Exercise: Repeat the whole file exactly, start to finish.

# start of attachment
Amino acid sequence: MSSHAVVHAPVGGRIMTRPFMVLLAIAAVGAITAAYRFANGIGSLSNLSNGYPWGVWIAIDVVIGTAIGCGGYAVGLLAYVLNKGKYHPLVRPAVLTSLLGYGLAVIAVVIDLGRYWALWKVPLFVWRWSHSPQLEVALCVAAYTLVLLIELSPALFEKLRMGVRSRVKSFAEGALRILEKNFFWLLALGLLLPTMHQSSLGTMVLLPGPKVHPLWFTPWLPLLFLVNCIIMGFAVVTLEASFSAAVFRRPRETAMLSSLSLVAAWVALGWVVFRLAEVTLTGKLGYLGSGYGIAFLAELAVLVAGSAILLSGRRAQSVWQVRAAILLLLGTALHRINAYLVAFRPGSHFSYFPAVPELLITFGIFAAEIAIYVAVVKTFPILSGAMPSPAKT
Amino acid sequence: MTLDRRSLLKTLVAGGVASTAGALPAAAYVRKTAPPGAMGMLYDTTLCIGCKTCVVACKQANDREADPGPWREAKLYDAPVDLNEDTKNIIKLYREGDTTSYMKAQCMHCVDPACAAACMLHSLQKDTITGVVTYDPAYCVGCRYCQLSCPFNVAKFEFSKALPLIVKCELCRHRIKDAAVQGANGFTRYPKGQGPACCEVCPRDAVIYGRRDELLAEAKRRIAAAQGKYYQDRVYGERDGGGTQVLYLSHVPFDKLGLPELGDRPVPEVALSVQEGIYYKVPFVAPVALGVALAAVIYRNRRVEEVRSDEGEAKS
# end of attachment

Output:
Amino acid sequence: MSSHAVVHAPVGGRIMTRPFMVLLAIAAVGAITAAYRFANGIGSLSNLSNGYPWGVWIAIDVVIGTAIGCGGYAVGLLAYVLNKGKYHPLVRPAVLTSLLGYGLAVIAVVIDLGRYWALWKVPLFVWRWSHSPQLEVALCVAAYTLVLLIELSPALFEKLRMGVRSRVKSFAEGALRILEKNFFWLLALGLLLPTMHQSSLGTMVLLPGPKVHPLWFTPWLPLLFLVNCIIMGFAVVTLEASFSAAVFRRPRETAMLSSLSLVAAWVALGWVVFRLAEVTLTGKLGYLGSGYGIAFLAELAVLVAGSAILLSGRRAQSVWQVRAAILLLLGTALHRINAYLVAFRPGSHFSYFPAVPELLITFGIFAAEIAIYVAVVKTFPILSGAMPSPAKT
Amino acid sequence: MTLDRRSLLKTLVAGGVASTAGALPAAAYVRKTAPPGAMGMLYDTTLCIGCKTCVVACKQANDREADPGPWREAKLYDAPVDLNEDTKNIIKLYREGDTTSYMKAQCMHCVDPACAAACMLHSLQKDTITGVVTYDPAYCVGCRYCQLSCPFNVAKFEFSKALPLIVKCELCRHRIKDAAVQGANGFTRYPKGQGPACCEVCPRDAVIYGRRDELLAEAKRRIAAAQGKYYQDRVYGERDGGGTQVLYLSHVPFDKLGLPELGDRPVPEVALSVQEGIYYKVPFVAPVALGVALAAVIYRNRRVEEVRSDEGEAKS